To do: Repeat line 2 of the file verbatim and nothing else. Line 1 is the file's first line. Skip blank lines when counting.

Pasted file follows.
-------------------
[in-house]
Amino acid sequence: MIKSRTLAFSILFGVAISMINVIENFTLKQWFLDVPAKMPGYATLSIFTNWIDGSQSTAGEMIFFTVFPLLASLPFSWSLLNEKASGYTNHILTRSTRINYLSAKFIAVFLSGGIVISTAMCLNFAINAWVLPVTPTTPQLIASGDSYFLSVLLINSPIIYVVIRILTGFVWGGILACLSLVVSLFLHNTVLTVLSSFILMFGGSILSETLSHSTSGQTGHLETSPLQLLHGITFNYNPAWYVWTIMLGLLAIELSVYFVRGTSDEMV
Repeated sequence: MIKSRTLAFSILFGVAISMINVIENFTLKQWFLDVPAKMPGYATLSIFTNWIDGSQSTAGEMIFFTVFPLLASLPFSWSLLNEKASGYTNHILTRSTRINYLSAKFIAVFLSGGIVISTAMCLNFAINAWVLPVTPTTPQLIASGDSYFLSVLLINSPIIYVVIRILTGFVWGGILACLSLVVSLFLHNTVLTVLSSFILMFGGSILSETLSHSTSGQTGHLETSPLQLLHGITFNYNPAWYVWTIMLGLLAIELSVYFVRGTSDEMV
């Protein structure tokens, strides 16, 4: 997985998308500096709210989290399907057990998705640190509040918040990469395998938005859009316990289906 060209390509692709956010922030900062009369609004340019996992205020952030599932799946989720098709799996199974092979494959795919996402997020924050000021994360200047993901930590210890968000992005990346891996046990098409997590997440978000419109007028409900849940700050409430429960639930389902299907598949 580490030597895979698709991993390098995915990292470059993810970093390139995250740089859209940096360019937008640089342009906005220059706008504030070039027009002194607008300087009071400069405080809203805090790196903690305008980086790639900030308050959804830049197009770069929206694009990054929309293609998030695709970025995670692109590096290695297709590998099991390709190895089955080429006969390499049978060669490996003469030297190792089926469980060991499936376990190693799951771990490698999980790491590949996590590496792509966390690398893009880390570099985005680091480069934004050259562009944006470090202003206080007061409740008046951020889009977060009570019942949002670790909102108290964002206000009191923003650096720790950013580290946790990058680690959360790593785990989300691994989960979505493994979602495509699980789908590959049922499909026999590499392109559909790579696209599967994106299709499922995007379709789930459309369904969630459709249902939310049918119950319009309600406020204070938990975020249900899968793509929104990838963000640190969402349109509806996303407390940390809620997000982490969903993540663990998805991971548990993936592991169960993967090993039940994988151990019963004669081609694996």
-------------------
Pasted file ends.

Amino acid sequence: MIKSRTLAFSILFGVAISMINVIENFTLKQWFLDVPAKMPGYATLSIFTNWIDGSQSTAGEMIFFTVFPLLASLPFSWSLLNEKASGYTNHILTRSTRINYLSAKFIAVFLSGGIVISTAMCLNFAINAWVLPVTPTTPQLIASGDSYFLSVLLINSPIIYVVIRILTGFVWGGILACLSLVVSLFLHNTVLTVLSSFILMFGGSILSETLSHSTSGQTGHLETSPLQLLHGITFNYNPAWYVWTIMLGLLAIELSVYFVRGTSDEMV